Objective: The aim of this study is to investigate the current clinical factors associated with preterm birth in women delivering newborn infants in a tertiary medical center of a modern city. Methods: The medical records of women who delivered newborn infants in a tertiary medical center in Taipei city in 2015 were reviewed. To compare with the full-term group, the preterm group was defined by gestations of <37 weeks. Maternal characteristics, pregnant histories, underlying diseases, and peripartum conditions of enrolled mothers and the characteristics of their newborn infants were recorded and analyzed. Odds ratios (OR) were analyzed using logistic regression for factors associated with preterm deliveries. Results: A total of 1729 pregnant women (15–48 years) gave birth during the study period, including 1520 full-term and 209 (12.1%) preterm deliveries, accounting for 1778 newborns with 49 pairs of twins. After multivariate analysis, the following significant factors were found to be associated with preterm birth: multiple pregnancy (OR, 26.5; 95% confidence interval [CI], 12.7–55.4]), presence of maternal systemic lupus erythematosus (SLE) (OR, 10.4; 95% CI, 2.3–46.2), preeclampsia/eclampsia (OR, 7.6; 95% CI, 3.9–14.8), tocolysis requirement (OR, 6.6; 95% CI, 4.6–9.7), infection (OR, 2.4; 95% CI, 1.7–3.5), maternal diabetes (OR, 2.2; 95% CI, 1.0–4.4), and low maternal height (<155 cm) (OR, 2.2; 95% CI, 1.4–3.4). The preterm group also had more maternal blood loss (623 ± 543 vs. 399 ± 375 mL, P < 0.05) and a higher ratio of cesarean sections (59.3% vs. 26.8%, P < 0.05) than the full-term group. Conclusion: Multiple pregnancy, tocolysis requirement, lower maternal height (<155 cm), and the presence of maternal diseases during pregnancy, including SLE, preeclampsia/eclampsia, infection, and maternal diabetes, are significantly associated with preterm birth in Taipei city.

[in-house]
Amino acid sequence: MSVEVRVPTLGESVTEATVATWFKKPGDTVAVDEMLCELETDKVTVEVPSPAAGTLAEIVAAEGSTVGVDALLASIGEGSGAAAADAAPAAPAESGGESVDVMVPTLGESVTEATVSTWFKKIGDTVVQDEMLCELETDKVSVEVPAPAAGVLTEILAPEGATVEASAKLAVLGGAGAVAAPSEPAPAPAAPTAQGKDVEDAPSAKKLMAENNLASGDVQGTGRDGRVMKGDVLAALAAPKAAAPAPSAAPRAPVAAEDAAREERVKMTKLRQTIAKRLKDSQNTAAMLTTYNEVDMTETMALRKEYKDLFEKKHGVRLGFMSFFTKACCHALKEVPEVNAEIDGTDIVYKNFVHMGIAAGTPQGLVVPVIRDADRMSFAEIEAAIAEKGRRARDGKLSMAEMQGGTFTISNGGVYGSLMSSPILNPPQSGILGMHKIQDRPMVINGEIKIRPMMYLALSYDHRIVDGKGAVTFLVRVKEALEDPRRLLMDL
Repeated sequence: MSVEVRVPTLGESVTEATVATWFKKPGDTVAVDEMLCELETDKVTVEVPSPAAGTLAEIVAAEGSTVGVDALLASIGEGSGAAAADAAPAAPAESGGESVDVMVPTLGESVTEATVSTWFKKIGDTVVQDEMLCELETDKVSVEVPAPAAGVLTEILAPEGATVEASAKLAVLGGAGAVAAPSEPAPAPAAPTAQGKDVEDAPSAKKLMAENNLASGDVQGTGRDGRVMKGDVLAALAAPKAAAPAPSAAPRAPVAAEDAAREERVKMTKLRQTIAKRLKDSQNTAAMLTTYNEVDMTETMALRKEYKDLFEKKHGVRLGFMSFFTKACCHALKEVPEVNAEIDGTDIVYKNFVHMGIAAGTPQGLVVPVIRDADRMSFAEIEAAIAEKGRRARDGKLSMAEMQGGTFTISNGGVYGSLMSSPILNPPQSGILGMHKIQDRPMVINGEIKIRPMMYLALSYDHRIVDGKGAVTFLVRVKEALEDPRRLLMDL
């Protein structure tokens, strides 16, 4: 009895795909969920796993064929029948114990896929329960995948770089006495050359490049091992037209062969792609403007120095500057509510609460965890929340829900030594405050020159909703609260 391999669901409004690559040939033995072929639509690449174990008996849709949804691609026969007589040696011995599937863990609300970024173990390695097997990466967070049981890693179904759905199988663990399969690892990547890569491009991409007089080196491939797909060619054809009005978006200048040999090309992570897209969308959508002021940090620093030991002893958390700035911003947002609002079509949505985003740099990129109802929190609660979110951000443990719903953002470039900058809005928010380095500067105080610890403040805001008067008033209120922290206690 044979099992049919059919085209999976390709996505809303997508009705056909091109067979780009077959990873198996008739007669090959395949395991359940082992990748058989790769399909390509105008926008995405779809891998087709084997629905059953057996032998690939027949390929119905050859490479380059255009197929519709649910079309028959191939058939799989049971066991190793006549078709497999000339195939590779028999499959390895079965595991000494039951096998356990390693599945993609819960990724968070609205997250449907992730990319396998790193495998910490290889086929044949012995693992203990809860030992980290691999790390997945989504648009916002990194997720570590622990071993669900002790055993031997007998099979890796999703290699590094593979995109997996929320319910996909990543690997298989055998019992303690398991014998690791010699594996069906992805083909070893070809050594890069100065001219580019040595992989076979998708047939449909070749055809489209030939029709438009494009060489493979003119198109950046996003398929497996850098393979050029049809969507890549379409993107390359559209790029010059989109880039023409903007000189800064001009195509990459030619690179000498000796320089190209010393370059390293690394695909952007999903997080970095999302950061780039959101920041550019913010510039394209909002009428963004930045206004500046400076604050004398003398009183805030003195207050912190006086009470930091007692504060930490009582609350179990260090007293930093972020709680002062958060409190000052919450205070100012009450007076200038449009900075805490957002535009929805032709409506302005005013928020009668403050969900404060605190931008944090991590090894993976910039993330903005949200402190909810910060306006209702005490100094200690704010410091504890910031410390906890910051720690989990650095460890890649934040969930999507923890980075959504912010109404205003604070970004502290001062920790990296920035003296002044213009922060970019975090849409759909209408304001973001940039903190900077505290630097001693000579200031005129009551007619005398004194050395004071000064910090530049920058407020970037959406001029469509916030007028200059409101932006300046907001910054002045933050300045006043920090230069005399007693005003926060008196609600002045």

1,852 167 -
Usefulness of obstructive sleep apnea-18 as a predictor of moderate-to-severe obstructive sleep apnea in children who have normal/inconclusive McGill oximetry score
Supakanya Tansriratanawong, Suchada Sritippayawan, Montida Veeravigrom, Jitladda Deerojanawong
July-September 2019, 3(3):60-64
DOI:10.4103/prcm.prcm_14_19  
Context: Overnight oximetry is a screening test for pediatric obstructive sleep apnea (OSA). However, those who demonstrate normal/inconclusive test still require diagnostic polysomnography (PSG). Since PSG has a long waiting list, an adjunct simple test for the prioritization would be helpful. Aims: The aim of this study is to determine whether the OSA-18 quality of life (QoL) questionnaire could predict moderate-to-severe OSA in children with normal/inconclusive overnight oximetry. Settings and Design: The study involves a cross-sectional study at a university hospital. Subjects and Methods: Overnight PSG and QoL assessed by the Thai-Version OSA-18 were performed in snoring children with normal/inconclusive overnight oximetry. Statistical Analysis: Unpaired Student's t-test, Chi-square, and receiver operating characteristic curve analysis were used. Results: A total of 218 children (age 6.4 ± 2.5 years, 62% male) were studied. Sixty percent had moderate-to-severe OSA, while 40% had primary snoring/mild OSA. The mean total OSA-18 score was not different between the two groups. Subgroup analysis among those who never had medical treatment for OSA (n = 55) showed a higher total OSA-18 score in moderate-to-severe compared to primary snoring/mild OSA groups (80.5 ± 10.7 vs. 72.2 ± 14.4; P = 0.02). Total OSA-18 score >78 was the best cutoff value for predicting moderate-to-severe OSA (61.5% sensitivity, 80% specificity, 72.7% positive predictive value, and 69.7% negative predictive value). Combining this cutoff value with overweight/obesity did not improve its predictivity. Conclusions: We found the association between high total OSA-18 score and moderate-to-severe OSA in snoring children who had normal/inconclusive overnight oximetry and never had medical treatment for OSA. However, the best cutoff value of the score and other potential add-on parameters are still needed to be investigated.
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EDITORIAL
From the editorial desk
Daniel Kwok-Keung Ng
July-September 2019, 3(3):41-41
DOI:10.4103/prcm.prcm_8_20